When someone dies or a tragic loss of life occurs, someone can often be heard saying it is part of God's plan. But what if Death has a plan and it doesn't take too kindly to people modifying it?
In the first Final Destination, Alex (Devon Sawa) has a dream before takeoff that the plane he is on will explode and everyone on board will be killed. While trying to warn the other passengers, he and a small group of his classmates are ejected and consequently spared. Having altered Death's plan, the survivors most now decipher the pattern and try to keep Death from tying up the loose ends.
The sequel follows a similar plot of precognition, this time relating to a multi-car pileup on a busy highway. The survivors' mission is the same, only now research reveals the mystery surrounding flight 180. They approach the lone survivor for help but discover only they can know how to stop it.
The final chapter of the trilogy centres on a rollercoaster accident. It recaptures the suspense and enticing story style of the first film, which had been so disappointedly diluted in the second. The characters are strong and it contains the best ending of the three flicks. However, the discrepancy regarding the cause of the derailment is nagging.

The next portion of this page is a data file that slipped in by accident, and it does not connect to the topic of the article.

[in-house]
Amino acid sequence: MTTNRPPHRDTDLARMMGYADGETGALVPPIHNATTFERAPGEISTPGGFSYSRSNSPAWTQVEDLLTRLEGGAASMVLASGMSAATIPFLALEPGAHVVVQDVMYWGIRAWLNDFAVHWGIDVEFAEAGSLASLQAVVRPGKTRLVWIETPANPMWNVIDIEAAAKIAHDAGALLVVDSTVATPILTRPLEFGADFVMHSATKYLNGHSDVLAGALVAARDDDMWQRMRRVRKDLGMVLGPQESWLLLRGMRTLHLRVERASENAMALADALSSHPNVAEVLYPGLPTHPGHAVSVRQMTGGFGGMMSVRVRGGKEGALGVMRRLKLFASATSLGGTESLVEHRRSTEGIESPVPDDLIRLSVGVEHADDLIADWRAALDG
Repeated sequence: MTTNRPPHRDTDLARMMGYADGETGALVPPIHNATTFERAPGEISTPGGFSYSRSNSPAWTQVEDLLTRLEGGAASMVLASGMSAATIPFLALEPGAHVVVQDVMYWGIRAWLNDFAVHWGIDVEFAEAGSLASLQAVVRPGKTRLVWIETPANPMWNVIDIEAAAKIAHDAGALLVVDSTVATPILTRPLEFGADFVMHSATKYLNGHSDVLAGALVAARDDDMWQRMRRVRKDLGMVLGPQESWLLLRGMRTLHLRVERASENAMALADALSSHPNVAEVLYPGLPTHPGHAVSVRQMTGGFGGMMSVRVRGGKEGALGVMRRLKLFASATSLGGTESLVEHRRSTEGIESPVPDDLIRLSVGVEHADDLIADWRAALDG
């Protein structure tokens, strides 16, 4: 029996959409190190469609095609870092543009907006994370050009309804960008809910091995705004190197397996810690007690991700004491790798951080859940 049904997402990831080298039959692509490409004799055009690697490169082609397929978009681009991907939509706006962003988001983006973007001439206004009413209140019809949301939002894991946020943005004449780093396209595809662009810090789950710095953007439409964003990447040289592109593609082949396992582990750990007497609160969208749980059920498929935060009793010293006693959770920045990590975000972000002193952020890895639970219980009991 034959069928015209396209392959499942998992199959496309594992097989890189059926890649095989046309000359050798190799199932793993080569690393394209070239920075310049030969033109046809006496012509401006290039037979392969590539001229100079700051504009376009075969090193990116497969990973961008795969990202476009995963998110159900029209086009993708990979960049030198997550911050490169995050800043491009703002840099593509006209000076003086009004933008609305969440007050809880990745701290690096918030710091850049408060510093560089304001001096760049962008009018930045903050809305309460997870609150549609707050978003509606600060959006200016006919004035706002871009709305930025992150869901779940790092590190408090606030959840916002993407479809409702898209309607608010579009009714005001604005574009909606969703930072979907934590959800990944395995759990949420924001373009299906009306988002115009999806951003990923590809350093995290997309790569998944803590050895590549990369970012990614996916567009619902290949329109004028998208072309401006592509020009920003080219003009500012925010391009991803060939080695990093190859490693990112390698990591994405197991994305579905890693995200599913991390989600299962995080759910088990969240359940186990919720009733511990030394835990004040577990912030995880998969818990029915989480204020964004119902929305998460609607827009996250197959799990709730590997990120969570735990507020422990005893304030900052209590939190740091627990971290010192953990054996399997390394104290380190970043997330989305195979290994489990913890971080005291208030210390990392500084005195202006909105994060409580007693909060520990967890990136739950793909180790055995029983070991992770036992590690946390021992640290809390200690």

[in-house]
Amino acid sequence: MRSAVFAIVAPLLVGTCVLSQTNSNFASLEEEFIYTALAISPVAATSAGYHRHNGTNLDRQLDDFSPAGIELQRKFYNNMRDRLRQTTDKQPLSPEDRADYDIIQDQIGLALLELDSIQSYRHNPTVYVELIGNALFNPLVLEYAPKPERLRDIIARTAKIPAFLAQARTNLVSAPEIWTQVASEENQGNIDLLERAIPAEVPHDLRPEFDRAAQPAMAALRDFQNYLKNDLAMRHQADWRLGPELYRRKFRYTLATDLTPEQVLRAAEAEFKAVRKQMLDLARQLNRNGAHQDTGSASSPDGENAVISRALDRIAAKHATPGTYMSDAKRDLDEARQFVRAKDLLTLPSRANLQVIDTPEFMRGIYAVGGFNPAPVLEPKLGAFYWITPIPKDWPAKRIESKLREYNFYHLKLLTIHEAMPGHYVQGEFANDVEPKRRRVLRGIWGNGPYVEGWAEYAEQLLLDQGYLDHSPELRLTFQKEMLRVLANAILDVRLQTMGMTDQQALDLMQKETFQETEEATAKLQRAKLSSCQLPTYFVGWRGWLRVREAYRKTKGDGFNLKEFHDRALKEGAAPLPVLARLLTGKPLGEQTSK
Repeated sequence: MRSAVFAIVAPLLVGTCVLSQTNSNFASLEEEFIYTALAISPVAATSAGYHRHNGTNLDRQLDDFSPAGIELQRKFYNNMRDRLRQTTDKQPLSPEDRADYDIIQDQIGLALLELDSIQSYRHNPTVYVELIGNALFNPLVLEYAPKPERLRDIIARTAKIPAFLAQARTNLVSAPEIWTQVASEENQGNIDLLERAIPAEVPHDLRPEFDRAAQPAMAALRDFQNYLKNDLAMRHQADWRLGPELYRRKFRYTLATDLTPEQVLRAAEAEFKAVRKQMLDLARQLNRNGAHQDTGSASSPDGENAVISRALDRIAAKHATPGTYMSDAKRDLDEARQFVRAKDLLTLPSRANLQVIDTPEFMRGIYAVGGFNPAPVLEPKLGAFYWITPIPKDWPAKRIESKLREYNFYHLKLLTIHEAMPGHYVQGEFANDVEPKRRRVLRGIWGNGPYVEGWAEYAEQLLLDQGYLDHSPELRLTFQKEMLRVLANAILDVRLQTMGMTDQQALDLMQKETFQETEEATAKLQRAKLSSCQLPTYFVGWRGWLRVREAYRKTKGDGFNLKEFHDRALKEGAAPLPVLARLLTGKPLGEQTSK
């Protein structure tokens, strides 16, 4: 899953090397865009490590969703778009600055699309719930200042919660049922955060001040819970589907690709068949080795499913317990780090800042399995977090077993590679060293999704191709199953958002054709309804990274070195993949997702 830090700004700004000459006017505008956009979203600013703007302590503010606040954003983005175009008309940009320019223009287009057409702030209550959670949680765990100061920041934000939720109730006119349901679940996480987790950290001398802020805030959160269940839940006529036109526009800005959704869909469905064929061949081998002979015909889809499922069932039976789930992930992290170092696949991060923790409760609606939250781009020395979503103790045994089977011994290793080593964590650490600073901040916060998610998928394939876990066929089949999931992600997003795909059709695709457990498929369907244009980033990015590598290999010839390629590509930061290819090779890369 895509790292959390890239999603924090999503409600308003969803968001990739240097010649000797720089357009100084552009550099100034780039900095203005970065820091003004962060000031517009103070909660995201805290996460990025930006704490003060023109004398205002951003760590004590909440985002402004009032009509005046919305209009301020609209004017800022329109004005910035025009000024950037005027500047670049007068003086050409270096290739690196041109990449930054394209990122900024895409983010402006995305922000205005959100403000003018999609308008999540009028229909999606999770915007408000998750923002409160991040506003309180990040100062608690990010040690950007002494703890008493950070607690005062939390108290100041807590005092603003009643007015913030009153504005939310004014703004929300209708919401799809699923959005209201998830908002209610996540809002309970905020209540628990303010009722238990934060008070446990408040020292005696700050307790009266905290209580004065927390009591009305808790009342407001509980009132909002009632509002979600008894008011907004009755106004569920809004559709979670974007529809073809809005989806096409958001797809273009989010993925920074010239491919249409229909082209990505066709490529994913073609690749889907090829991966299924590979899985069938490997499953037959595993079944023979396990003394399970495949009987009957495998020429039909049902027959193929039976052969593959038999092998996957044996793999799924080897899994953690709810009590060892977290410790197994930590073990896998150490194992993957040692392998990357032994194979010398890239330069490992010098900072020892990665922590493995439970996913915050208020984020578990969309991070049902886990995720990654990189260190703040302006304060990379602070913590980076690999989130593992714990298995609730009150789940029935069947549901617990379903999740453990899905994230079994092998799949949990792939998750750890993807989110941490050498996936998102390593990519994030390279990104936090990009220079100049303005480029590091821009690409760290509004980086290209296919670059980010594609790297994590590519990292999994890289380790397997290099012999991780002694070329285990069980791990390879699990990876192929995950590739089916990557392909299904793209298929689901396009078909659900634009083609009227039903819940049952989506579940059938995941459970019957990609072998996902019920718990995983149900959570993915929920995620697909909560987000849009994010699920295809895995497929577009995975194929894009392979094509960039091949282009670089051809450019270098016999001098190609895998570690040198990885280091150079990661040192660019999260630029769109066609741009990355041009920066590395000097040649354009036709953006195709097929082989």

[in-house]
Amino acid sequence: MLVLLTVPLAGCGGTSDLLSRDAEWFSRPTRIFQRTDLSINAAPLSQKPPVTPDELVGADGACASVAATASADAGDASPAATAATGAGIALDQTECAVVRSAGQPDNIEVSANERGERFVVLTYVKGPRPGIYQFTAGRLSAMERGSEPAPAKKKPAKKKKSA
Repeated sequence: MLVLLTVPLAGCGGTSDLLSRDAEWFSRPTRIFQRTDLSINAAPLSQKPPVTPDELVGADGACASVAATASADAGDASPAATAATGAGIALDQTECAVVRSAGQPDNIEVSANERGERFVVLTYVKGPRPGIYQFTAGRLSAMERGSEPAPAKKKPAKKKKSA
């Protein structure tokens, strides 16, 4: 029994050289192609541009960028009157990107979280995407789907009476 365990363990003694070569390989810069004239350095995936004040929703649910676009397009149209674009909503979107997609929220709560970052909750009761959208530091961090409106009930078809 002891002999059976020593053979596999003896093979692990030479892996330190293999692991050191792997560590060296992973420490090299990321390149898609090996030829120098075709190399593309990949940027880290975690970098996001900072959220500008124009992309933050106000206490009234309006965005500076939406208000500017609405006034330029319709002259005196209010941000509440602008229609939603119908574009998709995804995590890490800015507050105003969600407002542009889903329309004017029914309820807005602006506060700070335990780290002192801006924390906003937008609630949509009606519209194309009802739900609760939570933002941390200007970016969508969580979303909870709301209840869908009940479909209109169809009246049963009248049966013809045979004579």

The idea in these films of man versus Death is intriguing and was a new take on the subject; furthermore, the methods Death employs to finish the job are usually quite unique and intricate. The filmmakers also did a good job developing Death into a vengeful being despite its invisibility.
The previous, individual releases of this trilogy had a lot of special features exploring most aspects of the film. Unfortunately, this two-disc release is sans extras.